Security Detail

“Good morning and welcome back for day number six of the 2078 Arctic Council Committee Members Meeting.” A Danish man looked around the large auditorium with a sparkle of excitement in his eyes as he addressed the crowd. “May the record please state that the local time here in Nuuk, Greenland is 8:03 in the morning on July 27th, 2078. Arctic countries and observers, today’s date may very well be remembered in history.” The room lightly applauded at the introduction.

“Please,” Kjell, a Norwegian Arctic Council representative barely whispered to Britt, his associate. “I thought that’s what they were saying about the last five days.”

Else Larsen stifled a laugh from where she stood at attention behind the Norwegian politicians. As their security agent, she had gotten to know Kjell and Britt quite well in the last week or so and enjoyed Kjell’s sense of sarcasm. He’d crack jokes just loud enough for her to hear; however, she had taken an oath before getting assigned her position, swearing to remain professional, and most important, silent, when the Council was in session.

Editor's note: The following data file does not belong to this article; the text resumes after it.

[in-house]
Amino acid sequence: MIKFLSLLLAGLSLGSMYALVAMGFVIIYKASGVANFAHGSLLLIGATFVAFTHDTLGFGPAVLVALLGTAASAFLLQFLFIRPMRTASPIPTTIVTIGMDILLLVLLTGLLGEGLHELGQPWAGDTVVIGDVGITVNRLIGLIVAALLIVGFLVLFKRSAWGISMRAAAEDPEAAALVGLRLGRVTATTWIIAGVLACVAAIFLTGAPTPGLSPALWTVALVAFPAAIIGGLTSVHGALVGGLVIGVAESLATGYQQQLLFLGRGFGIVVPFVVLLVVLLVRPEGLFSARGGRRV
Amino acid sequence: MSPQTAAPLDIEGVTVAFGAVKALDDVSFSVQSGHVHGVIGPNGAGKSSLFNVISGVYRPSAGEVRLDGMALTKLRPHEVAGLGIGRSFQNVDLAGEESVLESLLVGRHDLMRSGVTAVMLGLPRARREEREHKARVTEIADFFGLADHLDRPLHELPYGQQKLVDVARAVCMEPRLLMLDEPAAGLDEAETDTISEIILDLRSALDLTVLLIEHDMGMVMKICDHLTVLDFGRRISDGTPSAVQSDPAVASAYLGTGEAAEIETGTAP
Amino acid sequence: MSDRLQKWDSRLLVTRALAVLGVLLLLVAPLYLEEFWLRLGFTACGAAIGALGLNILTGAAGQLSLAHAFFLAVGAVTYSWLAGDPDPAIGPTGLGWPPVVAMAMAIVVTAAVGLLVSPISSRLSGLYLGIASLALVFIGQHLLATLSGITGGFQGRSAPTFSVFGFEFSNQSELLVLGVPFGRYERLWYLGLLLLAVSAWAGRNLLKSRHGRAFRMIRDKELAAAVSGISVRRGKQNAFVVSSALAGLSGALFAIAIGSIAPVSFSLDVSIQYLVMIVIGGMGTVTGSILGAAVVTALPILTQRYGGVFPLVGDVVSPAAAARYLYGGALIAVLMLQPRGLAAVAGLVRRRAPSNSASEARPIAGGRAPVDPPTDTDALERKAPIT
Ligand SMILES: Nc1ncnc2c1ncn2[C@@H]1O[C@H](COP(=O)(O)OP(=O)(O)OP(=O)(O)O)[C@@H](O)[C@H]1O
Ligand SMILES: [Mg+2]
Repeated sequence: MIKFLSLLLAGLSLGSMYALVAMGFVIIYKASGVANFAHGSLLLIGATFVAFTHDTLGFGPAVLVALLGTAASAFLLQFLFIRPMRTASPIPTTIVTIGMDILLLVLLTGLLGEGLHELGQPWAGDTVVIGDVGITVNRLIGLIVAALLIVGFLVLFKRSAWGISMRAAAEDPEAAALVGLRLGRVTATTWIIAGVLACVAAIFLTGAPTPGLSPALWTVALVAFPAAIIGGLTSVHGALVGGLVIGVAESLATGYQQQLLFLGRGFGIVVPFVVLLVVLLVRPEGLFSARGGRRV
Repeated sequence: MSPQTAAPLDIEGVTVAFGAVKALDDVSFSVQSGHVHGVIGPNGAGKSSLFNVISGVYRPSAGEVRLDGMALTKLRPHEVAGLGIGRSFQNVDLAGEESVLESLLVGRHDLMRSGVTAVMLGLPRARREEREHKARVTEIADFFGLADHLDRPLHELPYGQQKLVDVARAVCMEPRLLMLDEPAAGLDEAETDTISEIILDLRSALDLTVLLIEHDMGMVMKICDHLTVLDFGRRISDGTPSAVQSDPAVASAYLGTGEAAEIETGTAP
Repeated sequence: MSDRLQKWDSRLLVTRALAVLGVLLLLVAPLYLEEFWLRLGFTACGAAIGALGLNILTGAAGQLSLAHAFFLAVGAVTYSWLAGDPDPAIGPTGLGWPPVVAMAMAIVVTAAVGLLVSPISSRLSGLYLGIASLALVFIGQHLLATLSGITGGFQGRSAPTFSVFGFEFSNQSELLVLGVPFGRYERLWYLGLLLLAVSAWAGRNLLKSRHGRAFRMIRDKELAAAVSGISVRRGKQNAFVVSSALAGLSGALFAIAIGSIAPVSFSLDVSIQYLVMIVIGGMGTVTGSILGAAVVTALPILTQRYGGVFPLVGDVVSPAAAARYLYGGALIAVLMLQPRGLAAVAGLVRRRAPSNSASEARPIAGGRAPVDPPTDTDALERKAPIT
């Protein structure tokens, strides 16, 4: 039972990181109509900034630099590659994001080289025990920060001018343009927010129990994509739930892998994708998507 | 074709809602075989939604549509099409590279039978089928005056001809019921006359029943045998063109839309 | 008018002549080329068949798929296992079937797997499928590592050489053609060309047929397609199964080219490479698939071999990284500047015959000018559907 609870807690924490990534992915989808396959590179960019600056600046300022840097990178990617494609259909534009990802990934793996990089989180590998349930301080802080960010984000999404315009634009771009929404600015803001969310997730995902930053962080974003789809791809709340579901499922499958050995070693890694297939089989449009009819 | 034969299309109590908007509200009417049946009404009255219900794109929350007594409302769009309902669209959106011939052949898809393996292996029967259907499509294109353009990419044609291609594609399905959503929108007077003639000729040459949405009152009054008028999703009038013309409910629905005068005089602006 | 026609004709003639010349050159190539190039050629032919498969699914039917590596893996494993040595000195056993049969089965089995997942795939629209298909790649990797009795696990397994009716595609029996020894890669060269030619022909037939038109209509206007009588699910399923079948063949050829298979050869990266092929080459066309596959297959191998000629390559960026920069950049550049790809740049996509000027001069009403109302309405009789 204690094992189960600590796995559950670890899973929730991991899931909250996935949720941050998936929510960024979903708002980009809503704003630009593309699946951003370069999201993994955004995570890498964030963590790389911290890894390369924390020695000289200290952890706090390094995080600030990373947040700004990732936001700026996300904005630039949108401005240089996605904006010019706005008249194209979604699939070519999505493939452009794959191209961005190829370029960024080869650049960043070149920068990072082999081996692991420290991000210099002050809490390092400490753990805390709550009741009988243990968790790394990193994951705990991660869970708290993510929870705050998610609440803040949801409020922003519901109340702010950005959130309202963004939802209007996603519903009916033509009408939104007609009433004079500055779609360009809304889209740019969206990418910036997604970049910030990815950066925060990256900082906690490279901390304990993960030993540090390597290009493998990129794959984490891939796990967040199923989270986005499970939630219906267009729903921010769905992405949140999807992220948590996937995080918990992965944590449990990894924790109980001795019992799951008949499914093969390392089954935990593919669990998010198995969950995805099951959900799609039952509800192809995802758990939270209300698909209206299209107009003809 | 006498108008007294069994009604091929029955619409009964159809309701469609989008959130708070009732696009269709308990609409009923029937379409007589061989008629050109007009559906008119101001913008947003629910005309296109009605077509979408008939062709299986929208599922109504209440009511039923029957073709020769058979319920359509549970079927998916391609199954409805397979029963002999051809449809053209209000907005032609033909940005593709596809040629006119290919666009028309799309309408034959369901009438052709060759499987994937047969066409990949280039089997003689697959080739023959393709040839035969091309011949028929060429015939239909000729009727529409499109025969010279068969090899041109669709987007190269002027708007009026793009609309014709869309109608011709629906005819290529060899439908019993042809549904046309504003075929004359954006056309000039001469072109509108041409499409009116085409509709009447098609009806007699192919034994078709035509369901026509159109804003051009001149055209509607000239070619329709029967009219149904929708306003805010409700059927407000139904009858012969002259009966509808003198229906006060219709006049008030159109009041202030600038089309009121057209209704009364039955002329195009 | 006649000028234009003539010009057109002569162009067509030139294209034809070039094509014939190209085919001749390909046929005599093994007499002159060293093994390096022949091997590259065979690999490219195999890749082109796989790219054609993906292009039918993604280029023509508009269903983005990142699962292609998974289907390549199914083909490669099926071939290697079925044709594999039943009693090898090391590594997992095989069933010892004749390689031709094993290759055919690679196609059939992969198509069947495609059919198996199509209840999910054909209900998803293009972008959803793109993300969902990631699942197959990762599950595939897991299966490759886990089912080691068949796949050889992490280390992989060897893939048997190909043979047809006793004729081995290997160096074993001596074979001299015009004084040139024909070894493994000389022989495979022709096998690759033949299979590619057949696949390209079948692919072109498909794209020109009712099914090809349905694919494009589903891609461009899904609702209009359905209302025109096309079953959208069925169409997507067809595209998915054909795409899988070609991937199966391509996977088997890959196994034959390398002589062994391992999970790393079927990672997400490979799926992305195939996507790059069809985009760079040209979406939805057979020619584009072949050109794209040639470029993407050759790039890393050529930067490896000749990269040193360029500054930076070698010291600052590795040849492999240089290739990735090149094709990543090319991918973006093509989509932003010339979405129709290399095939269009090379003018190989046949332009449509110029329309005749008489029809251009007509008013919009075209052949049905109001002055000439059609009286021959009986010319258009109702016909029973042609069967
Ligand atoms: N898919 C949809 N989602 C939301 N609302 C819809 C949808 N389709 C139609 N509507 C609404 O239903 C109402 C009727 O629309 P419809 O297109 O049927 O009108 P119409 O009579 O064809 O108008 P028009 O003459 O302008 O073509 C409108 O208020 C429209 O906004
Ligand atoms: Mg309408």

The Danish spokesman continued. “Thank you all for joining us again for another day as we work towards the monumental decision concerning the currently-observer-statused country of China and their request to join the Arctic Council as a Member State. This decision ultimately lies on the eight current Member states. This morning, we will once again invite each Arctic country to please summarize their supportive and opposing arguments, as well as their decision.”

The past three days had all started the exact same: Member States expressed their opinion and got the opportunity to state whether they support, oppose, or are currently undecided about China becoming a Member State.

Not a single country had chosen a side yet.